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Re: Can I prevent a file from being modified?

From: David Weintraub <qazwart_at_gmail.com>
Date: Fri, 22 Jul 2011 12:36:44 -0400

On Thu, Jul 21, 2011 at 12:47 PM, Andreas Krey <a.krey_at_gmx.de> wrote:
> On Thu, 21 Jul 2011 11:06:00 +0000, David Weintraub wrote:
>> I have a pre-commit hook that allows you to set a directory as
>> "add-only". This was mainly for the tags directory. You can create a
>> tag, but once created, it can't be modified.
>
> The devil's advocate wants to know it this script accidentally also
> allows adding new files/directories *within* a tag; thus getting
> interesting results when accidentally executing
>
>   svn cp $base/trunk $base/tags/blub -m "$message"

It all depends how you configure the control file. If you simply did
something like this:

file = /tags/**
user = @ALL
access = add-only

Then, it would be possible for someone to add a directory inside
another directory under the tags directory.

I haven't worried about this. My main concern isn't someone doing
something malicious, but doing something more human. For example, a
developer did a "svn switch" to a tag to see the files on a particular
revision, then promptly forgot they did the switch and edit that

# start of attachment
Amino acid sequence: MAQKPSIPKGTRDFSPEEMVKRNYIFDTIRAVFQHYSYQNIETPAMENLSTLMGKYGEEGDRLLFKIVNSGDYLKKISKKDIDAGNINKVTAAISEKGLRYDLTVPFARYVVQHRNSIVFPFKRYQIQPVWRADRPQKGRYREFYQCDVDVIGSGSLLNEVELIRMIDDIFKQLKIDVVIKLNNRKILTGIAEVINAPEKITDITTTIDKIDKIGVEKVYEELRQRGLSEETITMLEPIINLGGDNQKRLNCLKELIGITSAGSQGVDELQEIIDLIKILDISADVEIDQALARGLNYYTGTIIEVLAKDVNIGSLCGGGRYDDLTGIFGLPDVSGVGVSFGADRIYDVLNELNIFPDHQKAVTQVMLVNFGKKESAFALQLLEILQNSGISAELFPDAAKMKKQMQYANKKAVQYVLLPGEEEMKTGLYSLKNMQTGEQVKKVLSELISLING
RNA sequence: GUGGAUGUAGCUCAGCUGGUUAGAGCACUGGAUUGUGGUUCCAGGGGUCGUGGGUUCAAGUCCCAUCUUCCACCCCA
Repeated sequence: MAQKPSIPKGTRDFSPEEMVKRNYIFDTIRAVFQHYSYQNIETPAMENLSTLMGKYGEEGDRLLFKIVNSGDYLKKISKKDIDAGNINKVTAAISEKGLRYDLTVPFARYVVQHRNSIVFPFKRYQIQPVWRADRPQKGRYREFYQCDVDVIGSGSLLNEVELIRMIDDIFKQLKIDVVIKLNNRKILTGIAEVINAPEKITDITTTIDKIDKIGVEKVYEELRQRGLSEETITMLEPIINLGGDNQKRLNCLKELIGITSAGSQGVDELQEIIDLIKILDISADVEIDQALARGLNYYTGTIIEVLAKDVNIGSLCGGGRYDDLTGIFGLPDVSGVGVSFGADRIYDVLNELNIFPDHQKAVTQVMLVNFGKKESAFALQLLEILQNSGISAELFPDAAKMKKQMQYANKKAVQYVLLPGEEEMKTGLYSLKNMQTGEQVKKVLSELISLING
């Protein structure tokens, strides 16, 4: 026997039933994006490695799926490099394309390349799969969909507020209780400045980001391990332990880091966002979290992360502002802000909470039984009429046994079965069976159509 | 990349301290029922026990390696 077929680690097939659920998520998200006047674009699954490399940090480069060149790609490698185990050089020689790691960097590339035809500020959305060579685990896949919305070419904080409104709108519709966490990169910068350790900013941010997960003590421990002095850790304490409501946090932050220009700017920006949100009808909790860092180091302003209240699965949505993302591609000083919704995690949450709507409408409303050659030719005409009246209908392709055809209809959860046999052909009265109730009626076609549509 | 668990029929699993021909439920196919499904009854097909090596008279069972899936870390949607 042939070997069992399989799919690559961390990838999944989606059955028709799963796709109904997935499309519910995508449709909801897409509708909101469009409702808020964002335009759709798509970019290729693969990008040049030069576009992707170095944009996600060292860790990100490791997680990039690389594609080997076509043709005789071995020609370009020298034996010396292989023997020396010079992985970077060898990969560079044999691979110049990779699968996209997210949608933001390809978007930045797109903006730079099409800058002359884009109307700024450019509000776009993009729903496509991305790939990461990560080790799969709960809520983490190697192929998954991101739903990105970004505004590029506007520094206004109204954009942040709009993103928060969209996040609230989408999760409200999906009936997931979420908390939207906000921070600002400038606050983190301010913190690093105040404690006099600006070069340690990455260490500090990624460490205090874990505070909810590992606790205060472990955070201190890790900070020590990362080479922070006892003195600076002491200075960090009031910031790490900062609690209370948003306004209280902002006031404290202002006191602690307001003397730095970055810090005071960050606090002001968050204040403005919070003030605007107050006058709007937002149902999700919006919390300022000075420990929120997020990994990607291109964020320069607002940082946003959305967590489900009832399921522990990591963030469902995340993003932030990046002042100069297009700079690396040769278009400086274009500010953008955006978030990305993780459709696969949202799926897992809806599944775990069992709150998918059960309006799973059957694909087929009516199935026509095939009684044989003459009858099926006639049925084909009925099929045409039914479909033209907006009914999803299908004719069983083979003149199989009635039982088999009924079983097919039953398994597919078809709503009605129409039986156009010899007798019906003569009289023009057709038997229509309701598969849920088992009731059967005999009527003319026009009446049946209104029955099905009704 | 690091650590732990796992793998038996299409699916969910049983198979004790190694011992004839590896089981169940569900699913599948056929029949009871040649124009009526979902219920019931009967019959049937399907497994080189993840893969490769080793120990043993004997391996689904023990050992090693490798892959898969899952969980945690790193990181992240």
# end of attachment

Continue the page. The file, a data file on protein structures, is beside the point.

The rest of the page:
working directory. No clue would be given that they were not on trunk
or a branch while doing their work, and they may simply not realize it
even after a commit.

However, if you want to prevent maliciousness, you first lock down the
directories under tags:

[FILE No modifying anything under /tags]
file = /tags/**
user = @ALL
access = read-only

This prevents any changes at all under the /tags directory.

Now, you add in the following:

[FILE Allow users to add new tags, but that's all]
file = /tags/*
user = @ALL
access = add-only

This allows you to add in directories directly under the "tags"
directory via an "svn cp", but you can't add anything under those
directories.

I don't make a distinction between files, and directories. It is
possible to use "svn add" to add in empty directories and files
directly under the /tags directory, so it's not entirely secure from
maliciousness. However, it really wouldn't do anything more than be
annoying and since this is version control, the culprit could easily
be caught.

-- 
David Weintraub
qazwart_at_gmail.com
Received on 2011-07-22 18:37:19 CEST

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